In Eaton vs. Frisby, the aerospace company alleges former engineers stole trade secrets for military contracts and gave them to their new employer, Frisby Aerospace of North Carolina. Eaton is seeking $350 million in a civil suit.
“Ed Peters is expected to testify that he was brought into the case by Eaton, not as counsel of record, but as somebody who could influence DeLaughter,” Greenlee and Assistant U.S. Attorney Bob Norman said in a document they planned to use if DeLaughter’s case went to trial.
Attorneys for Frisby -now known as Triumph Actuation Systems – maintain rulings from DeLaughter began going in Eaton’s favor after Peters became one of Eaton’s attorneys.
Eaton officials called the document reckless.
“There are a lot of false statements in here,” said Don McGrath, senior vice president of communications for Eaton, said of the document. “In no way did we ask Ed Peters to imply or ask or insinuate that he would do anything improper in trying to influence Judge DeLaughter or any other judge.”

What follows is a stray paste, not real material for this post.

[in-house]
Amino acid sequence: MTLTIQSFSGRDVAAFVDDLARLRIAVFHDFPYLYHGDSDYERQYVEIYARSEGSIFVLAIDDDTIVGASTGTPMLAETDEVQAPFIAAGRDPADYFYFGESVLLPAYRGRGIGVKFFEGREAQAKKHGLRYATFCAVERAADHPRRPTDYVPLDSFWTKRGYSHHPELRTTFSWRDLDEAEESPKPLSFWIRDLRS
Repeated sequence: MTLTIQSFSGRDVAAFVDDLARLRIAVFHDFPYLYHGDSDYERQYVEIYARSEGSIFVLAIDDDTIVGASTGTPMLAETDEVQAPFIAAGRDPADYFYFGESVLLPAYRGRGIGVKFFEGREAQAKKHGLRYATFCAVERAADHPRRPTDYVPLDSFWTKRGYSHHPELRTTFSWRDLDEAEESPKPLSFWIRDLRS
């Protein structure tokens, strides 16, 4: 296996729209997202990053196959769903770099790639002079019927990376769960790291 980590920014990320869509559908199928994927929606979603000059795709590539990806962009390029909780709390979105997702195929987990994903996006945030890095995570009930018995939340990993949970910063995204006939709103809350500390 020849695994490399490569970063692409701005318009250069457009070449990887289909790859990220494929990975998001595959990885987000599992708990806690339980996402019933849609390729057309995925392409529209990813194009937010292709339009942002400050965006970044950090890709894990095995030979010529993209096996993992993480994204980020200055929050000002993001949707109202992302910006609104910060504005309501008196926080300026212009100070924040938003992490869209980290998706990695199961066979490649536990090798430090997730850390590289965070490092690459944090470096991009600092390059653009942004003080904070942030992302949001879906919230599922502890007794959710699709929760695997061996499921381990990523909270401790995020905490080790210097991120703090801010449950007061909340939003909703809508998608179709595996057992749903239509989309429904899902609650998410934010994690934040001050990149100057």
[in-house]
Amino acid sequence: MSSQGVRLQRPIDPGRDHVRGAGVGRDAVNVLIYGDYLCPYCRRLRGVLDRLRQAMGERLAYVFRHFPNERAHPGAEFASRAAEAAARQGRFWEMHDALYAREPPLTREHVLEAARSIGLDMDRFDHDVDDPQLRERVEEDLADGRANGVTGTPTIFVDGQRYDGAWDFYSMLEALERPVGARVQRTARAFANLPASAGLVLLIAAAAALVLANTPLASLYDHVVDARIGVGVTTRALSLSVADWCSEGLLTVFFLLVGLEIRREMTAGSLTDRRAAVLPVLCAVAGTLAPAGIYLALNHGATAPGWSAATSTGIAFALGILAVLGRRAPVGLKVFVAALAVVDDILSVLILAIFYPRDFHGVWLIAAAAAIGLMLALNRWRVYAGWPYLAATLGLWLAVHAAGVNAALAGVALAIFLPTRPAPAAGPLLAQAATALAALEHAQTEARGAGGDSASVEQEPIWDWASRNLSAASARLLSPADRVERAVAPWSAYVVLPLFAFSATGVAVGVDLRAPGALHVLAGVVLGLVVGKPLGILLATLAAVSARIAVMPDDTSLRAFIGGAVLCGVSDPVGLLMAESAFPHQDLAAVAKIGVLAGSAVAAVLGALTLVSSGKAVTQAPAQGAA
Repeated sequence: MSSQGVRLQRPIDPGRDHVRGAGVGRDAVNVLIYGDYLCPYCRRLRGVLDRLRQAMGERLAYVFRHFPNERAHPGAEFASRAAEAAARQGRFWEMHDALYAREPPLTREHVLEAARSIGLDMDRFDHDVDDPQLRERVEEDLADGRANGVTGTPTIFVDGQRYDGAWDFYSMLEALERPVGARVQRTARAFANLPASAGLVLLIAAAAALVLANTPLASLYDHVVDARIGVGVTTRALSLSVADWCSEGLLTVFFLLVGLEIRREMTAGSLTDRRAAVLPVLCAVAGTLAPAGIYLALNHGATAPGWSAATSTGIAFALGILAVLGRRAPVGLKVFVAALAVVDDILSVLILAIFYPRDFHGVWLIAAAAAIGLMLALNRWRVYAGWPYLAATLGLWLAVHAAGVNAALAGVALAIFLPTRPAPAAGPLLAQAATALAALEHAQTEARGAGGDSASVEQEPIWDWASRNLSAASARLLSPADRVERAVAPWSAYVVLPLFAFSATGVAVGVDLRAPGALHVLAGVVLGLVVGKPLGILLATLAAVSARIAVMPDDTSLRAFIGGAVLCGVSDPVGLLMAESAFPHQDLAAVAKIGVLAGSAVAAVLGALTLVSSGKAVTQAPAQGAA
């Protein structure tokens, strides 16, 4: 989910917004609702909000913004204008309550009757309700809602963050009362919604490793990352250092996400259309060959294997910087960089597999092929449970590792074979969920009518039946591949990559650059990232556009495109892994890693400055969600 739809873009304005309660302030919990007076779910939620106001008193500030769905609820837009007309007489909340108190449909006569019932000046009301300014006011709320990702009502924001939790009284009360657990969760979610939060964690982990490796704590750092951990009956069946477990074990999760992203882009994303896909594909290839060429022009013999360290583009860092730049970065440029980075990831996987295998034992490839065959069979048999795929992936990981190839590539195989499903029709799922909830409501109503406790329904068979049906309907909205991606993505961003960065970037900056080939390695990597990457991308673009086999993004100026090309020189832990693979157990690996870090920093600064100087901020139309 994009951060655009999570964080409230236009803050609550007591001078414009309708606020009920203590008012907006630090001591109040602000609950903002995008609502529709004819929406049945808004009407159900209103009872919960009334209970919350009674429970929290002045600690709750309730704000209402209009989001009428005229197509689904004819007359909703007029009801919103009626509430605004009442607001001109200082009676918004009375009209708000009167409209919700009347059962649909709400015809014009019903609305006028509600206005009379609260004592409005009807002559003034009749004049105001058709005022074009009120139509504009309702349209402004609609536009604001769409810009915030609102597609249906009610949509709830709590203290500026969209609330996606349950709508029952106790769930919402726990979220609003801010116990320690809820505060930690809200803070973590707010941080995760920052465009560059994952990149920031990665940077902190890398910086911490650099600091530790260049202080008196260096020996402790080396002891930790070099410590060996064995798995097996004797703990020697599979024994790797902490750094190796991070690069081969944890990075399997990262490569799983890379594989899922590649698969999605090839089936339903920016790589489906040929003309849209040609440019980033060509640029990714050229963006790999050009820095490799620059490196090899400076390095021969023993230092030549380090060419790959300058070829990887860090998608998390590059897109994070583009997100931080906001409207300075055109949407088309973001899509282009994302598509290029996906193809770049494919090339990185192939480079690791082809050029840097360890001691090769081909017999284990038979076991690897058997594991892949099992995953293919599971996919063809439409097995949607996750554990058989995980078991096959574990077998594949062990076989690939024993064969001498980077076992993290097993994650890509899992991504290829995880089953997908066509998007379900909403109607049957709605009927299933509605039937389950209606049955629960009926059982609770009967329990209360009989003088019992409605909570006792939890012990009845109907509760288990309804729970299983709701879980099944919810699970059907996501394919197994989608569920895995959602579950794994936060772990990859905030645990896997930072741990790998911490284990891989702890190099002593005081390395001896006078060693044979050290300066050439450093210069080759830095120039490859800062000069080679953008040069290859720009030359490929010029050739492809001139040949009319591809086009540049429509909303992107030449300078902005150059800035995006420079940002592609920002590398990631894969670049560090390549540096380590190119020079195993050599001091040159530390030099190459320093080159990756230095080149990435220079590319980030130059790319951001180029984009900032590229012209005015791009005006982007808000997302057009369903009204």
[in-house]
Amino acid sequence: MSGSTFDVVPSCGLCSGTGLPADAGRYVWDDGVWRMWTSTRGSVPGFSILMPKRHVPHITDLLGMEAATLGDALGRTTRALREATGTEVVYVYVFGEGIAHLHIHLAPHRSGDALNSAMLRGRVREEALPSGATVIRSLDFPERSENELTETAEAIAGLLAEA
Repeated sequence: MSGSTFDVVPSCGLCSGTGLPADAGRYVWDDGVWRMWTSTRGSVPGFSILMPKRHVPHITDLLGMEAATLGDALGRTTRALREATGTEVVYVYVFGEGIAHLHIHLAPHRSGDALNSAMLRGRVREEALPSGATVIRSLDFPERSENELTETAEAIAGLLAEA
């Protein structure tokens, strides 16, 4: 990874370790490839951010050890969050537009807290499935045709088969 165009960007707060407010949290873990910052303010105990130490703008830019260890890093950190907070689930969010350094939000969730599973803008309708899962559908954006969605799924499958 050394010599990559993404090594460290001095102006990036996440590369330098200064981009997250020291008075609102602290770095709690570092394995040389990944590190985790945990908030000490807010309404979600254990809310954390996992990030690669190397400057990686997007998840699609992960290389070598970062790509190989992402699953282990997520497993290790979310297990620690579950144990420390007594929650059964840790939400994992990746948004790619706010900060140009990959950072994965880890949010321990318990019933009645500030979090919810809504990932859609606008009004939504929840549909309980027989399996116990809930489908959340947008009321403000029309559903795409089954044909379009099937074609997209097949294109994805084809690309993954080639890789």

The prosecutors allege that DeLaughter went against Dunbar’s recommendation to sanction Eaton for failing to disclose its use of a paid whistle-blower in the case.
“Peters is expected to testify that he recommended to Judge DeLaughter that the court remove Jack Dunbar and find another special master. Ed Peters even took it upon himself to call another attorney to inquire about his availability for appointment as a special master in the case but called back to ask that his name not be mentioned.”